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4 Questions with Dr. Achilles Karagiozis

1/25/2016

Inside the Mind of a Building Scientist – 4 Questions with Dr. Achilles Karagiozis

Forget the pristine white coat and controlled laboratory environment. For Achilles Karagiozis, Global Director of Building Science at Owens Corning, science takes place on the job site, often working hands-on alongside the builders, architects, contractors and crews involved in achieving more comfortable, energy efficient, high performance homes.

We caught up with Achilles and talked about how Building Science is changing the way homebuilders build today.

Building science has become marketing jargon for a lot of companies, but explain a few practical, "real-world" benefits true Building Science offers builders?

You're correct, but at Owens Corning we're committed to keeping the discipline of building science pure. Using building science, we are able to view the house as a system, where the parts come together to deliver a comfortable, high performance environment. Of course, experiments will always be part of science to prove or disprove theories, but those experiments should not be conducted in the commercial market, where unintended consequences can be difficult to correct, and builder brands can be damaged. Owens Corning deploys a three prong approach. First, experiments and analyses are performed at the material level. Subsystem and system laboratory testing is then performed, followed by monitoring of the whole building. In one study, Owens Corning conducted 1,070 "experiments" in a controlled environment to assess how air flows through the walls of a home and we learned that achieving a tight home requires much, much more than focusing on the wall. When we start thinking "big picture" about the home as a system, we can look to science to inform prescriptions. And meeting and exceeding performance that requires us to "prove" the science – like the requirement to conduct a blower door test, allow us to back up the value that building science brings to the housing equation.

How did Owens Corning work alongside Element Design Build to meet the challenges imposed by The New American Home®?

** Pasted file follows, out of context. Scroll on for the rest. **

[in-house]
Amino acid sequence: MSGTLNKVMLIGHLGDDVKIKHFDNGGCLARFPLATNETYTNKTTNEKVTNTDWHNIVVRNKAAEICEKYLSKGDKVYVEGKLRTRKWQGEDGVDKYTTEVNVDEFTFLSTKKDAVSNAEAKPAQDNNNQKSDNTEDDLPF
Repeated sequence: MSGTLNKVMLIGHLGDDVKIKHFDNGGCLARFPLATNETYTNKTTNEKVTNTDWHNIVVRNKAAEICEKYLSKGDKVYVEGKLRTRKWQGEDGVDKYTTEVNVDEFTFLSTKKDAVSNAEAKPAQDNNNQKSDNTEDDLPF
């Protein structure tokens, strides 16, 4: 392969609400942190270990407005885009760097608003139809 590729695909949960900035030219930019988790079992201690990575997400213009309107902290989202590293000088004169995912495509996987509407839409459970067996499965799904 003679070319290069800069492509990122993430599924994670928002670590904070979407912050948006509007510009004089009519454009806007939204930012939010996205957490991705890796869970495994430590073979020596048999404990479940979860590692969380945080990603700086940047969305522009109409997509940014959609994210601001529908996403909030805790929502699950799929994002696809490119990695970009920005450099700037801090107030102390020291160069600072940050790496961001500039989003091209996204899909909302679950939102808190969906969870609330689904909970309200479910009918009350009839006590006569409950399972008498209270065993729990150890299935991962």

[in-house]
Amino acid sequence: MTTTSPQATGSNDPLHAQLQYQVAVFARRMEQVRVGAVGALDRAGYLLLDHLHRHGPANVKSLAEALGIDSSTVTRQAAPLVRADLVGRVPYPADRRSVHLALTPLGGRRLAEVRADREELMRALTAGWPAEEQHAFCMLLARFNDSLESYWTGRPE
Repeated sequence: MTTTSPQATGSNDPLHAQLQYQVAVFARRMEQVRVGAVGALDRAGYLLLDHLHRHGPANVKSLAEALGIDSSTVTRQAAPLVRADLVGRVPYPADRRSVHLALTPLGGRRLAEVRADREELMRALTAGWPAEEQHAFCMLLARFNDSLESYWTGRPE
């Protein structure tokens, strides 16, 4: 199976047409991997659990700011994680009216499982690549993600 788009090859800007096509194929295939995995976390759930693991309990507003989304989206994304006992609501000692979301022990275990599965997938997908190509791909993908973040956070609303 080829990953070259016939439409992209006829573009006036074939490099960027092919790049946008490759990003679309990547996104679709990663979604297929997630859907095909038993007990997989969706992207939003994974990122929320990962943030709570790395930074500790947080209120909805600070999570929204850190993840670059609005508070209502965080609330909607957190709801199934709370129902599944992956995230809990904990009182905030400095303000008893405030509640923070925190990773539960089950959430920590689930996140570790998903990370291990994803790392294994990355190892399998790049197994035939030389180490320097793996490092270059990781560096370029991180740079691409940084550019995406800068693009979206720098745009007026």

It all starts with the builder – whether it's The New American Home or a home for a family in any community. The first step in achieving a high performance home is to understand the builder's objective – what he's trying to accomplish on behalf of his buyer? Then you take a look back at a system of considerations – codes, the climate, topography and the design aesthetic. Josh Moser and the team at Element Design Build said up front, "The home is basically a glass house in a desert."It would've been easy to say, "take out some windows, but where is the challenge in that?"

Instead, we turned to science and technology, using tools like Wärme und Feuchte Instationär (WUFI®) modeling system (editor's note, Dr. Karagiozis helped create predictive modeling) to assess all of the unique variables – climate, orientation, topography, etc. It's true – you can't move the mountain, but using technology, we were able to adapt The New American Home® to address its location adjacent to a mountainside. The team also simulated the hours of daylight the home receives, occupants' level of clothing and more. Then we used this information to prescribe systems to define building material recommendations, such as installing FOAMULAR® 250 under the slab, perimeter insulation and RimSealR airsealing, to achieve energy goals.

How does the phrase, "Location, Location, Location" impact building science?

A builder won't build the same home in Las Vegas that he builds in Alberta, Canada or California. Codes are one factor that building scientists consider, but they're usually just the starting point. As I noted earlier, most builders have specific performance goals they want to achieve, which are often well above basic code requirements, so it's important to look at how the home is going to perform across seasons in various climates. Analysis of climatic variables is key to prescribing the right products. Many people think of Las Vegas as a hot climate – and it is during many months of the year. But it can also get very cold at night. So when we were working with Element Design Build we considered where continuous insulation, blown-in insulation and air sealing could provide a tight environment that manages that temperature delta to ensure home durability and keep occupants comfortable in every season.

And this approach isn't just for show homes. When Canada launched its ecoEnergy Innovation Initiative, our Canadian team had a chance to help builders demonstrate the feasibility of building Net-Zero Energy Housing in some very cold regions.

California is a good example of a region that presents both climate-driven and code-driven challenges. We worked with Shea Homes, leveraging Owens Corning ProPink® Insulation from foundation to roofline. In addition to blown-in wall systems, we implemented the ProPink® High Performance Conditioned Attic system to ensure thermal, air and moisture control in the attic space. This application created a buffer zone between exterior temperatures and the livable space of the home.

Builders in every region take pride in building homes of enduring value, and making homeowners comfortable. In Texas, Ron Davis Custom Homes worked with Owens Corning to deliver performance against 2020 performance mandates. Again, it all comes down to working with the builder, considering the climate and using building science to prescribe the right building practices.

In just one sentence, how does Building Science lead to better building?

Building Science helps builders achieve high-performance homes in a cost-effective manner by prescribing the appropriate materials used throughout the home system.

Related Tags: Thermal | Performance | Outcome | Moisture | Codes | Comfort/Livability | Durability/Enduring Value